Credit where credit is due:
Donald Trump is such
a talented cultural terrorist.
Consider this morning’s tweetage:After consultation with my Generals and military experts, please be advised that the United States Government will not accept or allow...... ....Transgender individuals to serve in any capacity in the U.S. Military. Our military must be focused on decisive and overwhelming..... ....victory and cannot be burdened with the tremendous medical costs and disruption that transgender in the military would entail. Thank you.
There goes Caitlyn Jenner’s Big Dream of becoming a Marine sergeant!
This is a Big Deal because it’s a basic civil rights issue.
Let's say that Pacific Islanders constituted 1% of the U.S. population (I have no idea whether they do or don't; this is just for the sake of argument), and let's say Trump banned all Samoans from joining the armed forces. Today's tweetage would be something comparable in terms of the basic issues involved.
But it’s such
a hot button.
I’m convinced the dialogue around transgender bathrooms is what won the election for Trump.
Personally? I think people have a perfect right to do whatever they want to their own bodies and to justify that any way they please. Do I think some people are born into the wrong bodies? No. But that’s because I think constraints like “femininity” and “masculinity” are cultural constructs devised by a patriarchal society that have little or nothing to do with the actual physical experience of being either female or male. If someone wants to claim a gender that has nothing to do with their genes or their genitals, that’s A-Okay with me, though.
Frankly, I don’t care who shares my bathroom. And I don’t understand why the U.S. doesn’t go for the European solution and install unisex public in all new private and public buildings.
against expensive public works projects designed to retrofit existing toilets, but that’s only because I think the money would be better spent elsewhere. Like on schools
. Or public transportation systems
Economic resources are
limited at the local level.
But transgender bathrooms are a red flag for anyone who’s even just a little bit right of center. So I don’t honestly know
how you go about having conversations about transgender bathrooms or
about the right of trans individuals to join the military without derailing conversations that have larger implications for the common good.
Trump is able to create a reflexive fear and terror in a significant portion of the American population by violating their norms and expectations about the social code. He does this for political gain and profit, to gain credibility with his base.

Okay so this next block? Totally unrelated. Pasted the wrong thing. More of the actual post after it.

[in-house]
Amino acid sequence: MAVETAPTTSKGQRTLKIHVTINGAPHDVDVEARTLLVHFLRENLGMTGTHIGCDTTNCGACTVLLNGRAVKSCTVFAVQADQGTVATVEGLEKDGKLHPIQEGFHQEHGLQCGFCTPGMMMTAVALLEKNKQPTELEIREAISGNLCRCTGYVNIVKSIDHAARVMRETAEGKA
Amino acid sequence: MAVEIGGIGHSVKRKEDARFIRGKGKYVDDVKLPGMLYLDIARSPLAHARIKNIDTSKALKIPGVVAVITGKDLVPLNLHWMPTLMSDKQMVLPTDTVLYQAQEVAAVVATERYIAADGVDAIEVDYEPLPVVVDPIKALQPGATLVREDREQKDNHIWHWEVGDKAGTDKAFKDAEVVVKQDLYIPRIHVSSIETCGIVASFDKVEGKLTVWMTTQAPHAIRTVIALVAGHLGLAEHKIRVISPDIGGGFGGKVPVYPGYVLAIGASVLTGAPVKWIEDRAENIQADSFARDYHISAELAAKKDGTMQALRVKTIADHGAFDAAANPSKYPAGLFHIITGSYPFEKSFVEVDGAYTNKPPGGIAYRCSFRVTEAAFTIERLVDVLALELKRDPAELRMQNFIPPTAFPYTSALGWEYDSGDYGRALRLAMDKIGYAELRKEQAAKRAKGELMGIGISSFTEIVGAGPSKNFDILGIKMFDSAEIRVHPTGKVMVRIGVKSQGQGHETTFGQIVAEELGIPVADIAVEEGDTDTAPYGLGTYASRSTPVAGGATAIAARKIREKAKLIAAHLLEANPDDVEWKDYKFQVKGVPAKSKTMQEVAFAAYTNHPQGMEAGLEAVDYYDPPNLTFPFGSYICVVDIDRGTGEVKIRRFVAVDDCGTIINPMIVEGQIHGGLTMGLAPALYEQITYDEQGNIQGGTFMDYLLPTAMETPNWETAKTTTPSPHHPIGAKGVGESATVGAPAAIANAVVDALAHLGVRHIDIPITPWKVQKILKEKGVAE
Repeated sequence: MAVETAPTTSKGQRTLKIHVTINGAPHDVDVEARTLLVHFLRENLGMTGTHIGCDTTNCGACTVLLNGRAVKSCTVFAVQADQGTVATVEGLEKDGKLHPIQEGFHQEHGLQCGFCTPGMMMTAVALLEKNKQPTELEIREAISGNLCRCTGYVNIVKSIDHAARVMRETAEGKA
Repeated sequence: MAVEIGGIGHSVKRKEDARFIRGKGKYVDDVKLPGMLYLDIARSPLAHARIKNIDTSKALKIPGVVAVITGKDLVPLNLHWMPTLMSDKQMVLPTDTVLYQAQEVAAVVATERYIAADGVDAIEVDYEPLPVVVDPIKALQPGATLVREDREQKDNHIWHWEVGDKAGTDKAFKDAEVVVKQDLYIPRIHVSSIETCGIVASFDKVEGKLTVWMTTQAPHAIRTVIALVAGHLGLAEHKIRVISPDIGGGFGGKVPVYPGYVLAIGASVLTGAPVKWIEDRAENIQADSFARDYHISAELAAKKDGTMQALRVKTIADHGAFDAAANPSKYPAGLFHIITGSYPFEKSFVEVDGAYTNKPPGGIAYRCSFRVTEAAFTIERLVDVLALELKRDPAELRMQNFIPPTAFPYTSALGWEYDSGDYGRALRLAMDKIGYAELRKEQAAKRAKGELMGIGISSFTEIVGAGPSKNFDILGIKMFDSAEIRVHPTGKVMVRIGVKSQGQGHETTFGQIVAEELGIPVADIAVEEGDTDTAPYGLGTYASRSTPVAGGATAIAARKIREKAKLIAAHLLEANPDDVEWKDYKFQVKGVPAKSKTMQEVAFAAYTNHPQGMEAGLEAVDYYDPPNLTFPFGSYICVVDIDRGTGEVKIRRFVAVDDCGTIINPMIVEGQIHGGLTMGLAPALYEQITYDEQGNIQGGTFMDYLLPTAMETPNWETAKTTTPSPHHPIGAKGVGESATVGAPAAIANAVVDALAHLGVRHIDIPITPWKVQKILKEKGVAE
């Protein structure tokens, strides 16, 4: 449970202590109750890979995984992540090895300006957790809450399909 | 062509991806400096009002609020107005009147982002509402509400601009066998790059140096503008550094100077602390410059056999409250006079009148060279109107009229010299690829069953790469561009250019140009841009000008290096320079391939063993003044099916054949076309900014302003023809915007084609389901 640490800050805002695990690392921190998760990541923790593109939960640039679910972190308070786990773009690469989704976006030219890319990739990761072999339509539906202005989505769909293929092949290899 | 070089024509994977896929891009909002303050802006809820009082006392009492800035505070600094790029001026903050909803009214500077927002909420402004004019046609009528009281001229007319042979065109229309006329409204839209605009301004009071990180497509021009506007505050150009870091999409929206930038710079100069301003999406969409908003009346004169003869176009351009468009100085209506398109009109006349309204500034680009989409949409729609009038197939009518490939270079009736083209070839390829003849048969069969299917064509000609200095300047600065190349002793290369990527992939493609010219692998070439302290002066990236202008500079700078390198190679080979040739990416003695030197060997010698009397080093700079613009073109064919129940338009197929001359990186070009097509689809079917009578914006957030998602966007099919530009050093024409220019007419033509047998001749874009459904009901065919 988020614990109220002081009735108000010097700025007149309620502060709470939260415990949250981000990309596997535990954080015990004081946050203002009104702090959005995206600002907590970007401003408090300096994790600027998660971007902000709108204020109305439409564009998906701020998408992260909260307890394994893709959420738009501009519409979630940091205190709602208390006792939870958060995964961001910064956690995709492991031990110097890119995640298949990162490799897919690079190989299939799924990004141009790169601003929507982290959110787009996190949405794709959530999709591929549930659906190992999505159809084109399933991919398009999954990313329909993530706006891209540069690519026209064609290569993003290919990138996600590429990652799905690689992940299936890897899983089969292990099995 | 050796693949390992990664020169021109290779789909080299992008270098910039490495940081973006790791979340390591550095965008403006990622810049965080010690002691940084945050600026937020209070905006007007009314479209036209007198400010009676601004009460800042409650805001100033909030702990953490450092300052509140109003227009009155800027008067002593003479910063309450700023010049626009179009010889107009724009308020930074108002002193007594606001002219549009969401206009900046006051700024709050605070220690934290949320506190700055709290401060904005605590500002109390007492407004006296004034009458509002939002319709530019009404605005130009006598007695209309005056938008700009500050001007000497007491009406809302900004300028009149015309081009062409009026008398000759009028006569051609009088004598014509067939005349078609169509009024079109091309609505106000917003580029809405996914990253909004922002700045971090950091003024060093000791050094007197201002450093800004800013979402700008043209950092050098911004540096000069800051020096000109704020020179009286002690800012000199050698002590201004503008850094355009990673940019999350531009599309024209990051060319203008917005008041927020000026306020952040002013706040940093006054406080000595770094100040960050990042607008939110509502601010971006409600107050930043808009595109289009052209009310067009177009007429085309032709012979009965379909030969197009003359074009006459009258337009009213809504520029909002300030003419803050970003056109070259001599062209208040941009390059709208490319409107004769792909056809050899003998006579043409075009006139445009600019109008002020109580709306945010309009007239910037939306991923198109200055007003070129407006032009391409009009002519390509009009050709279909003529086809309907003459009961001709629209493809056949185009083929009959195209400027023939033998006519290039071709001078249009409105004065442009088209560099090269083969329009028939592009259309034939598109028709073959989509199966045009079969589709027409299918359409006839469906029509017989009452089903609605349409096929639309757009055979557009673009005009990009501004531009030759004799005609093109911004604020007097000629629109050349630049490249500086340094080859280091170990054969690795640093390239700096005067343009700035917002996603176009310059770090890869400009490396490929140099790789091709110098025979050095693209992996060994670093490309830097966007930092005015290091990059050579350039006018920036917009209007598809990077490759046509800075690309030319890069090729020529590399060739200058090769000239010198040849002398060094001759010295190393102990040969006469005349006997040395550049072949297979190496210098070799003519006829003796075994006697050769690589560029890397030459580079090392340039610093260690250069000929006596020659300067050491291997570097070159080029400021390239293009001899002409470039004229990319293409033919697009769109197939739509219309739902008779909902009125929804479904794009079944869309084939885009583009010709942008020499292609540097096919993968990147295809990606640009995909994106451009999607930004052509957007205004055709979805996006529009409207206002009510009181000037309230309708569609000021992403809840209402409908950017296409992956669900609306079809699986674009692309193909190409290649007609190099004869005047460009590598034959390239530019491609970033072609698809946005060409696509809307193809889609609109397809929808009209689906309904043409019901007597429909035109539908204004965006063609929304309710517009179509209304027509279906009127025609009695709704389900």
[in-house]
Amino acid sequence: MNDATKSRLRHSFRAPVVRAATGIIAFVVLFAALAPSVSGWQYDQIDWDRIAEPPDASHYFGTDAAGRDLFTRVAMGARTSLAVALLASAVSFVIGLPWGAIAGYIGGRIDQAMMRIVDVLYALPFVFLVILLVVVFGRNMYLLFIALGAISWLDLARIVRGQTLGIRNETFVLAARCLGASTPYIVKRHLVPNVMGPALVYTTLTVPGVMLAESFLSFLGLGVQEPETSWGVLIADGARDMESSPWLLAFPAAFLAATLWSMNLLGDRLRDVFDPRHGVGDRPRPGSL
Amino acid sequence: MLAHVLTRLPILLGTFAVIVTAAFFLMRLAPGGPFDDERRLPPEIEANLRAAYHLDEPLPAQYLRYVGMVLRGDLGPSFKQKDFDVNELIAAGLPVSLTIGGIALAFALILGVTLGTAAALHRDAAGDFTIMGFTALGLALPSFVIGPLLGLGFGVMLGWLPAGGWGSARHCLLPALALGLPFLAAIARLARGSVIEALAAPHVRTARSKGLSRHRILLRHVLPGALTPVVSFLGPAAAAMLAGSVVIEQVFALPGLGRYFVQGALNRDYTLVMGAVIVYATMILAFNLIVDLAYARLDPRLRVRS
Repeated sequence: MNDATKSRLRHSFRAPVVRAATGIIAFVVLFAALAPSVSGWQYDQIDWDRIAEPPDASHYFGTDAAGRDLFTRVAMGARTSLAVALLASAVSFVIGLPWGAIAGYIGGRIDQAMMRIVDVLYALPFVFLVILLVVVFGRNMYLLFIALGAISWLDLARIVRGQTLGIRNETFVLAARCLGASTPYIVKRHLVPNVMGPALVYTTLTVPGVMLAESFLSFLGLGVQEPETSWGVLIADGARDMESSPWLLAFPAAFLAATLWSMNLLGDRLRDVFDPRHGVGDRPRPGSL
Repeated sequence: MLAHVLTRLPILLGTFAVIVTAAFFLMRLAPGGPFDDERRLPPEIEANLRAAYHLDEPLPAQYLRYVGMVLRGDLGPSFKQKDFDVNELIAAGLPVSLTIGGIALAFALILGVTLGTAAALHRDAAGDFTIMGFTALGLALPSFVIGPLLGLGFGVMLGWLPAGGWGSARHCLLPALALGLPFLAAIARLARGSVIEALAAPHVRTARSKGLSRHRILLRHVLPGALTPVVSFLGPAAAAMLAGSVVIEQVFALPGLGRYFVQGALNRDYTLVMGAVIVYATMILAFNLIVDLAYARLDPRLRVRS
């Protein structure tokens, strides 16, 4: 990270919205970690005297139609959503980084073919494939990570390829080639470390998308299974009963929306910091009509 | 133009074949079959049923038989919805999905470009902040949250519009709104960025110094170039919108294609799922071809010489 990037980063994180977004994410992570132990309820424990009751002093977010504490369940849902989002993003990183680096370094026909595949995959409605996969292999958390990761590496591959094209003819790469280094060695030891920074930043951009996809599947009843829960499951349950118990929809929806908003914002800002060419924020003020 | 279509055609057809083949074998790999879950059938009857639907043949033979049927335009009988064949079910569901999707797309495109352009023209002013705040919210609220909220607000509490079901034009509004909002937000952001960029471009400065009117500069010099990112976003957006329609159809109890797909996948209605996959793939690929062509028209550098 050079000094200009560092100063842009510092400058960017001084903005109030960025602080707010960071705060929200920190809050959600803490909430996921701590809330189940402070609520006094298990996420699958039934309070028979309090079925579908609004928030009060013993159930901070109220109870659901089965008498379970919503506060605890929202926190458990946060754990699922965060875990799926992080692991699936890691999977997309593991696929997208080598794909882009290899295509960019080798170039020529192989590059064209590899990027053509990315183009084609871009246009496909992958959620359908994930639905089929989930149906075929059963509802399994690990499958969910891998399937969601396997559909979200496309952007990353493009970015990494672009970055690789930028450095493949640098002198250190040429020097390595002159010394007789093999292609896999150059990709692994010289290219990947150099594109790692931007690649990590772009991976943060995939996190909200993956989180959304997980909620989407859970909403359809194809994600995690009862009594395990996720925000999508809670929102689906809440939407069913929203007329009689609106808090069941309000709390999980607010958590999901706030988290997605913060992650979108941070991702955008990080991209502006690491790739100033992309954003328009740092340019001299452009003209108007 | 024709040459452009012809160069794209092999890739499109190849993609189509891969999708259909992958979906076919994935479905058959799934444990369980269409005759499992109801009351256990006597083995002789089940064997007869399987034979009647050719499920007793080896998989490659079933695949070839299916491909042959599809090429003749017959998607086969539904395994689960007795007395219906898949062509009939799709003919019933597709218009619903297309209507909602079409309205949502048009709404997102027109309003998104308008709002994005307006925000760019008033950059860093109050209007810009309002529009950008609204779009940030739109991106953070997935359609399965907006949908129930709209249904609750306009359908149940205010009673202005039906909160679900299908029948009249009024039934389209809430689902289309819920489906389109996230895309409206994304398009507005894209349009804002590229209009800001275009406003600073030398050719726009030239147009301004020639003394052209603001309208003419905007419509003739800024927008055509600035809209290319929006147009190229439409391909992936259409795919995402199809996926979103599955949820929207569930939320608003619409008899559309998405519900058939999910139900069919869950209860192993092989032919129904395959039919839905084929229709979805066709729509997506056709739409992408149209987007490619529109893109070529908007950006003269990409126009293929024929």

Hitler was good at that, too.
In other news, I met up with BB’s pal Magdala in Kingston yesterday. We walked around Kingston, which is an interesting little city and oh-so
-historic: The 17th century graveyard of the Old Dutch Reform Church is filled with the names of local towns and bridges.
Magdala is an interesting woman. She lived in a tiny Moroccan village in the foothills of the Atlas Mountains for three or four years. She married a Moroccan musician, 15 years younger than she is. She fell in love with him because of his voice
Of course, I was dying to ask, And do you seriously believe that he fell in love with you? Or did he just see you as a meal ticket?
But, I didn’t.
Because, you know, propriety
Fortunately, the subject came up on its own without
my having to bring it up!
The marriage ended, she told me, because she’d had to come back to the States for a couple of months to take care of her dying mother, and when she returned to the tiny village in the foothills of the Atlas Mountains, her husband had become an alcoholic. And violent. Threatening to kill her.
“It seemed like such a change
,” she said to me. “But then sometimes I would think: Maybe it’s not a change. Maybe he always felt like that. Maybe he was just using me.
“Well,” I said as diplomatically as I could. “The cultures are certainly very
different. And I don’t know how many questions would be asked about an American woman who disappeared in Morocco.”
I remembered thinking that exact thing about Imaan: For about a year there, I really was the closest thing she had to a mother. And yet, there really wasn’t any closeness. I was dispensable. I was not part of her tribe, so in some essential sense, I didn’t matter.
(It’s funny. I never felt that way about Summer – who comes from a culture that’s even more